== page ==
As part of the European Union’s efforts to tackle climate change, the new F-gas regulations call for the use of lower GWP refrigerants in order to meet the goals set by the EU for 2020.
A ban on the servicing of high GWP equipment will come into effect at the same time so the industry has a great deal of work to do in preparation for the switch-over. There’s no time for complacency, but the switch is complex and far from straight-forward – particularly at a time when we are working towards Brexit.
R0404A refrigerants will be banned in 2020 and replaced with lower GWP gases, but many installers and customers are confused by what they see as conflicting information and a lack of consistency surrounding the new requirements.
Dr Patrick Amrhein, Marketing Director of Honeywell expressed widespread concerns from the manufacturers. He said, “the industry hasn’t been switching to GWP alternatives fast enough,” and Danfoss Head of Public and Industry Affairs, Torben-Funder-Kirstensen voiced similar concerns about the situation: “It looks as if the industry is split 50/50 on whether the change needs to happen now or in 2020.”
No time like the present
If the deadline is to be met, it is broadly agreed that changes need to be made now. Manufacturers are altering their equipment to comply with the new legislation. Confusion over the pace of change, a cut in production of the higher GWP gases and an increased demand for the new lower GWP gases, means the costs of refrigerants are spiraling leaving both customers and installers in a precarious position.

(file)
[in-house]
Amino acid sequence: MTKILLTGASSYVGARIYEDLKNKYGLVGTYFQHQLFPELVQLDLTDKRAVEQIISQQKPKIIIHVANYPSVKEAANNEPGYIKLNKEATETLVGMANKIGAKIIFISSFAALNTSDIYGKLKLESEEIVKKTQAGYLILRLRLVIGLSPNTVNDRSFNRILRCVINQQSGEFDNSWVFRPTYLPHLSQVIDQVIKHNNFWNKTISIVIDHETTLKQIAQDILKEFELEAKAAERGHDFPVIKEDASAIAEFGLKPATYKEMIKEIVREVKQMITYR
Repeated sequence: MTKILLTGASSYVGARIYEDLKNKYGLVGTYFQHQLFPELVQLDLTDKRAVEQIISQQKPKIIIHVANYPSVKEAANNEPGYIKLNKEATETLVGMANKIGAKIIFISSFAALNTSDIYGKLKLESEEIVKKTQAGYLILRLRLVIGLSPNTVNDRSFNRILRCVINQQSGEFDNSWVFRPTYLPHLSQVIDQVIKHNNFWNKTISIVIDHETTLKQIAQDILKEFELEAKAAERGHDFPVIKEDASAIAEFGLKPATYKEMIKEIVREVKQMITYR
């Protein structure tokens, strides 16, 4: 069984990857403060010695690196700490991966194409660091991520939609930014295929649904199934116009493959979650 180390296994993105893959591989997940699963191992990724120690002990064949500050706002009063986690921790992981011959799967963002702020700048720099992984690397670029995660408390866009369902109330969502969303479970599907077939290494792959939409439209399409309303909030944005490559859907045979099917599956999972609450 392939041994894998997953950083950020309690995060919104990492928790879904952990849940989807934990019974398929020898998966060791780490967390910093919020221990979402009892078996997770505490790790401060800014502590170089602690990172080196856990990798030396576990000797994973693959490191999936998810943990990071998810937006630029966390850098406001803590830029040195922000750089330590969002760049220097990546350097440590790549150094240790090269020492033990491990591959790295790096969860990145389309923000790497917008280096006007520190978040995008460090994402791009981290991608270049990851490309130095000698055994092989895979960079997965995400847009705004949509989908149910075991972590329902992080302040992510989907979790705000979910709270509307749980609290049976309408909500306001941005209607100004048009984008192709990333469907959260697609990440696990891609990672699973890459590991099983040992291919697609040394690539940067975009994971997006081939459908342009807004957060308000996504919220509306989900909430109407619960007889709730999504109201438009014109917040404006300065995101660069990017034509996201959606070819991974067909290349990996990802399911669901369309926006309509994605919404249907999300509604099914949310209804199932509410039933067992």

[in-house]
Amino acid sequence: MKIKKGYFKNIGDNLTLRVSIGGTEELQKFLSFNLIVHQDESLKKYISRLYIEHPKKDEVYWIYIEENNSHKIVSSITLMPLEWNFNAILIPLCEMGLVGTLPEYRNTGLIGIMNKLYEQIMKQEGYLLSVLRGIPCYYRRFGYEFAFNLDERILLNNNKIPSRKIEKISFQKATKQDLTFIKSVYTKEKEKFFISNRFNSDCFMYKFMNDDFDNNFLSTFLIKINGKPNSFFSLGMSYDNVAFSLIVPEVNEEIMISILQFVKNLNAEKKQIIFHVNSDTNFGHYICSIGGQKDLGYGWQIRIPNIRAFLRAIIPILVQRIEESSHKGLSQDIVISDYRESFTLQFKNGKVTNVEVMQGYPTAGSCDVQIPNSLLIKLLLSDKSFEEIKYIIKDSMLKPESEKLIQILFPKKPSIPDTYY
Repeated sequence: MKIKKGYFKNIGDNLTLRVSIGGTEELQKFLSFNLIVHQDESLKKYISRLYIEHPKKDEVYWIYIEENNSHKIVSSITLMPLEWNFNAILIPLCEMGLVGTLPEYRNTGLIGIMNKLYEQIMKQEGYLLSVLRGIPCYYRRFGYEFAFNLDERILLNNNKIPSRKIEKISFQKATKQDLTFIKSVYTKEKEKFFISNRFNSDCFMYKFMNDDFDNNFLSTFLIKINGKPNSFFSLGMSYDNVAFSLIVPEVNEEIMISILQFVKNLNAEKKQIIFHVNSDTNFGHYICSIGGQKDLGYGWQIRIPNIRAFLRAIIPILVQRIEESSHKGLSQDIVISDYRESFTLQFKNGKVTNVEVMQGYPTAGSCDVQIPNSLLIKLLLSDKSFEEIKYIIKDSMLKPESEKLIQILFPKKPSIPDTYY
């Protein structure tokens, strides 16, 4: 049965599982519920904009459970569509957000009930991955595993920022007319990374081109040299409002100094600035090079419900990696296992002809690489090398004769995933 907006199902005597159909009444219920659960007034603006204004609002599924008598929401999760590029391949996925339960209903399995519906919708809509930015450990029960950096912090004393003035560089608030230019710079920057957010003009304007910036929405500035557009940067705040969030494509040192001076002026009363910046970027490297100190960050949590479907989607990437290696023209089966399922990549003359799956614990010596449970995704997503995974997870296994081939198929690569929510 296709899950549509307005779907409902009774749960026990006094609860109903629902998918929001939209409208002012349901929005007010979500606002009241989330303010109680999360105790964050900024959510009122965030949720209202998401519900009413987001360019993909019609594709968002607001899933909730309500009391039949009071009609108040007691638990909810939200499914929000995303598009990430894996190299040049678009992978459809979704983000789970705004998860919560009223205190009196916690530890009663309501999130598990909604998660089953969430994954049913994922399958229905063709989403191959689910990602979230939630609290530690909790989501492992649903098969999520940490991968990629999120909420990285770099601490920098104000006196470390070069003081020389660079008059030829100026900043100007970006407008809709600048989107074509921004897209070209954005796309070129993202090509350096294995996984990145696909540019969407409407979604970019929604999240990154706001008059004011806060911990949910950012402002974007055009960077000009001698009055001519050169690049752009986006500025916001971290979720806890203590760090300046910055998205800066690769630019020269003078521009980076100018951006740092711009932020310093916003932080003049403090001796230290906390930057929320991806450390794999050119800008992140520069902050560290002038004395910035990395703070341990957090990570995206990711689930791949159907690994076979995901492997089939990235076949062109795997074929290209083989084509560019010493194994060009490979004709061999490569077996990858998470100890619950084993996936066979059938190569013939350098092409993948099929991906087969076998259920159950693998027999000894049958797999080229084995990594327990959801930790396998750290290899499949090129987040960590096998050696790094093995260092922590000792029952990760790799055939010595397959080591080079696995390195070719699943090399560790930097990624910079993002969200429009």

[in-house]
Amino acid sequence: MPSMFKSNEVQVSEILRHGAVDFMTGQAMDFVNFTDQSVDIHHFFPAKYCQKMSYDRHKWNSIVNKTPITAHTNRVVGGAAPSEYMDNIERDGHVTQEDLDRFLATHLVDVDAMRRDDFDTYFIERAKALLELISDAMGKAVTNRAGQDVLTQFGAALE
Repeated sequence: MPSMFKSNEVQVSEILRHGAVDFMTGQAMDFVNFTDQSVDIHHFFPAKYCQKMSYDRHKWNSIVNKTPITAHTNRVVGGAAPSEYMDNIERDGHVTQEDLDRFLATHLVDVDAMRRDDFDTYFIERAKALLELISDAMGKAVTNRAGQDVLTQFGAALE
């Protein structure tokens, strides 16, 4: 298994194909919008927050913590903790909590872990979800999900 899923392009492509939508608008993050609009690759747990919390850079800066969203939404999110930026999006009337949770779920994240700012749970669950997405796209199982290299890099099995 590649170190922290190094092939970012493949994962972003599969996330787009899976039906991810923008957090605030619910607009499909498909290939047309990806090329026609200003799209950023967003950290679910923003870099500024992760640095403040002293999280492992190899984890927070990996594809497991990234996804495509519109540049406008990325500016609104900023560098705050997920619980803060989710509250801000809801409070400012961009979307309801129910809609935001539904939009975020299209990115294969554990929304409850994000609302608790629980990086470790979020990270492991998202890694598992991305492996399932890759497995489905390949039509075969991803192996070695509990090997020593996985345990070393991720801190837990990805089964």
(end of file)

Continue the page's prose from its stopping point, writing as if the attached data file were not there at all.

The new lower GWP gases are substantially different to the current gases and installers will need training to use both the new gases and new equipment, safely.
And what about Brexit?
On top of this, in the UK, we have the added complication of Brexit. During a recent investigation by the parliamentary Environmental Audit Committee, Refcom has urged the UK government to continue to comply with the EU’s F-Gas regulations as closely as possible. Bodies such as BESA and The Federation of Environmental Trade Associations (FETA) have also been pushing for the UK to follow the EU’s directive to curb emissions when we’re no longer an EU member state.
With manufacturers, suppliers and end users having already spent time and money on ensuring compliance, FETA’s Commercial Manager, Martyn Cooper, argued for close regulatory alignment over the switch to the new regulations so that UK and EU suppliers could continue to support each other, without putting either party at a disadvantage. Stakeholders of the committee discussed the need for reciprocal arrangements to keep current phase-down commitments on track over the next few years.
In commenting on the requirements for the industry to support the changes in legislation and the introduction of the new gases, BESA’s Graeme Fox drew attention to the real pressure on our industry’s skills base. “Contractors need to be able to work with alternatives,” he said, “some of which are mildly flammable and many of which are not suitable for retrofitting in existing systems – this means they need to undertake further training.”
He went on to stress the importance of following EU plans, suggesting that rather than amending current F-Gas targets or regulations, the government should prioritise enforcement and compliance. Graeme asked that more resources are made available to the Environment Agency enabling them to better police F-Gas regulations. He welcomed the possibility of introducing civil penalties for possible infringements.
The refrigeration and air conditioning industry is very complex one and responding to change isn’t easy, but a considered and co-operative approach will surely make things easier.
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